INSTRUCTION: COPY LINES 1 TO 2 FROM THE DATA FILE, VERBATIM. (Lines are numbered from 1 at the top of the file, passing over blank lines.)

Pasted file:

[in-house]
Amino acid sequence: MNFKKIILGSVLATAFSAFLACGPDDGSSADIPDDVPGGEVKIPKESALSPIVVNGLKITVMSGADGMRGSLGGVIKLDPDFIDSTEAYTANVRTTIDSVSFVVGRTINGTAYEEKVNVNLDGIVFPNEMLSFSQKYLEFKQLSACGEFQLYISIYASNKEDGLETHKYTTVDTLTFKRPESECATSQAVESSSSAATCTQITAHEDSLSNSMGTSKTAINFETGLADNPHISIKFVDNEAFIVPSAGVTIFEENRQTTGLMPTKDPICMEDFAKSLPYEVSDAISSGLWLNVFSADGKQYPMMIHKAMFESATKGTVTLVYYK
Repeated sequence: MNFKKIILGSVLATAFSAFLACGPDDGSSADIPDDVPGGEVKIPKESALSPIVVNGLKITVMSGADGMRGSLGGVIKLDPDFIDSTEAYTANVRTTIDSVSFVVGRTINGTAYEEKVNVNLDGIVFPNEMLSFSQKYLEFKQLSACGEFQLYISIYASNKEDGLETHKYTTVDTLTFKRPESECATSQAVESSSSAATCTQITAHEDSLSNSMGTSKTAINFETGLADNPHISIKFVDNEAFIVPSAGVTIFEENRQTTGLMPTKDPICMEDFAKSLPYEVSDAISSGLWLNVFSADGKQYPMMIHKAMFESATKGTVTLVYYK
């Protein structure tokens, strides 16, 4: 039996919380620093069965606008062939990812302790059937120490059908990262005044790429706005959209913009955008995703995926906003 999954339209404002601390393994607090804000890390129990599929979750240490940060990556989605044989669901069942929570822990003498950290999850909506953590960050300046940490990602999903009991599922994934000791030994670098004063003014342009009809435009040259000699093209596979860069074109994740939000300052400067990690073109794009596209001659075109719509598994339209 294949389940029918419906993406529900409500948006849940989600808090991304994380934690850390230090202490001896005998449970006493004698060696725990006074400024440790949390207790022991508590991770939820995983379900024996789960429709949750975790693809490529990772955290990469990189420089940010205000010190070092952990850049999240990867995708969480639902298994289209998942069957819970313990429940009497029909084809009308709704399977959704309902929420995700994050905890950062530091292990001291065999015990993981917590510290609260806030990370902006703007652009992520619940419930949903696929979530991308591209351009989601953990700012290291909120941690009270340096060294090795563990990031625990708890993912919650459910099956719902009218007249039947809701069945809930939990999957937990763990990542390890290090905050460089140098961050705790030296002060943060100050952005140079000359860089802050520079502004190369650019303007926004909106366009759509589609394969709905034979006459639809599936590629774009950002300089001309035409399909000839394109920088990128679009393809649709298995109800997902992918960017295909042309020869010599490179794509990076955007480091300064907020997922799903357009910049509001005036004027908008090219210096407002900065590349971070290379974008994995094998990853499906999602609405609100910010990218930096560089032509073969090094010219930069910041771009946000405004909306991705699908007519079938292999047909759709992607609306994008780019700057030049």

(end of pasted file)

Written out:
[in-house]
Amino acid sequence: MNFKKIILGSVLATAFSAFLACGPDDGSSADIPDDVPGGEVKIPKESALSPIVVNGLKITVMSGADGMRGSLGGVIKLDPDFIDSTEAYTANVRTTIDSVSFVVGRTINGTAYEEKVNVNLDGIVFPNEMLSFSQKYLEFKQLSACGEFQLYISIYASNKEDGLETHKYTTVDTLTFKRPESECATSQAVESSSSAATCTQITAHEDSLSNSMGTSKTAINFETGLADNPHISIKFVDNEAFIVPSAGVTIFEENRQTTGLMPTKDPICMEDFAKSLPYEVSDAISSGLWLNVFSADGKQYPMMIHKAMFESATKGTVTLVYYK